Israel-Hamas truce more a pause than prelude to peace

A man painting a mural on a structure near the Eurovision Village, a space for fans of the song contest to be held in Tel Aviv next week. Israel's Prime Minister Benjamin Netanyahu's ceasefire deal with Hamas is partly seen as ensuring the Eurovision
A man painting a mural on a structure near the Eurovision Village, a space for fans of the song contest to be held in Tel Aviv next week. Israel's Prime Minister Benjamin Netanyahu's ceasefire deal with Hamas is partly seen as ensuring the Eurovision contest will give its expected 100 million television viewers worldwide a favourable impression of the country as an attractive tourist destination.PHOTO: REUTERS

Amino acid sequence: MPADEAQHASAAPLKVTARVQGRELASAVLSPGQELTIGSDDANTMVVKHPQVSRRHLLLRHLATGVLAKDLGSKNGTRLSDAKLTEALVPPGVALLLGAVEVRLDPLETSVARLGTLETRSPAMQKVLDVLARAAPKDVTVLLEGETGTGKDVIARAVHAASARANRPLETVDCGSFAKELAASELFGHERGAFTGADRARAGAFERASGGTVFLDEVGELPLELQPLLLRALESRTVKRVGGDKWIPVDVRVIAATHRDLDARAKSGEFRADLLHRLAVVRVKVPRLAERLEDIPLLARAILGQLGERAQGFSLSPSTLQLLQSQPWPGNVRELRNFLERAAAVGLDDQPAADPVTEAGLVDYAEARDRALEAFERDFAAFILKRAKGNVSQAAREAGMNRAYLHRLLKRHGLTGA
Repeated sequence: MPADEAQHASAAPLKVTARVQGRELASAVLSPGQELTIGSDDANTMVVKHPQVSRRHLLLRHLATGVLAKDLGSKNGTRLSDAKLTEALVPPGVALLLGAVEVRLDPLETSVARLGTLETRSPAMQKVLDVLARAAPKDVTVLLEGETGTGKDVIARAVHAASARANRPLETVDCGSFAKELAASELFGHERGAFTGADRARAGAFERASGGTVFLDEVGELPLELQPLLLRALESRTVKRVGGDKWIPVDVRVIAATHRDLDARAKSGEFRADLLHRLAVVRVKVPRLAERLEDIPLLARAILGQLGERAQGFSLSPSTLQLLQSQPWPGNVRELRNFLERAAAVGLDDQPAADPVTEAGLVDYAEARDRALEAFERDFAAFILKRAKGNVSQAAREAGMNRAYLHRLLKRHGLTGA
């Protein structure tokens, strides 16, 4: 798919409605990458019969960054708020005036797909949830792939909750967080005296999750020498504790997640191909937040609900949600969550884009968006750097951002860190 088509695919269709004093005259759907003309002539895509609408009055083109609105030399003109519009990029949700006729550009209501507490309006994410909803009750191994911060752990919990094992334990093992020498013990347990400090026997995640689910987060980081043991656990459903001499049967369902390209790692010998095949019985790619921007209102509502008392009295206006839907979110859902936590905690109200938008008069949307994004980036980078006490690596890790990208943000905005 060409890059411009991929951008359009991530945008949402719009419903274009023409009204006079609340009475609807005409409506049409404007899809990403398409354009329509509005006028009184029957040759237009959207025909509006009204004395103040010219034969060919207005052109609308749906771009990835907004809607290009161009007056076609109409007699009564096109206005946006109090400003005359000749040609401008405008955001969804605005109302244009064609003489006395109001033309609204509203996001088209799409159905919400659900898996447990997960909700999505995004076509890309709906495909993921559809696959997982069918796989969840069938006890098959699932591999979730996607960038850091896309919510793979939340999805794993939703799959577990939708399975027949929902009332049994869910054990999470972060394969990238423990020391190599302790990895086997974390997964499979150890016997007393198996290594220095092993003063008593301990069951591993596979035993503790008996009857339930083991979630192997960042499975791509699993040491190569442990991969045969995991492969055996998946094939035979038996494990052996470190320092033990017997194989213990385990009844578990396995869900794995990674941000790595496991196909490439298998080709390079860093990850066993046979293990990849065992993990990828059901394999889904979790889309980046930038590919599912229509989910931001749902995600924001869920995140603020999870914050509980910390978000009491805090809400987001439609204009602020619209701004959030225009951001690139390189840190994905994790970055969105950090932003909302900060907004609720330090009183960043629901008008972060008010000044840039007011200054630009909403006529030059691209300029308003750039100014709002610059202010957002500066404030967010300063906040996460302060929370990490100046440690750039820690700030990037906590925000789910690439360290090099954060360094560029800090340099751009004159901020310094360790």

Hostilities likely to resume after next week's Eurovision talent show ends

At 2.30am on Monday, silence fell. Unexpectedly, it reigned, in contrast to the preceding 48 hours when air-raid sirens had howled in all cities across southern Israel, followed by the dull explosions of Palestinian missiles. The air over the Gaza Strip had oscillated with the hum of countless Israeli reconnaissance drones, the hiss of fighter jets and the roar of bombs.

All this was joined on Sunday by the deep bass of hundreds of tanks ordered by Israel's government to take up positions around Gaza.

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A version of this article appeared in the print edition of The Straits Times on May 11, 2019, with the headline 'Israel-Hamas truce more a pause than prelude to peace'. Print Edition | Subscribe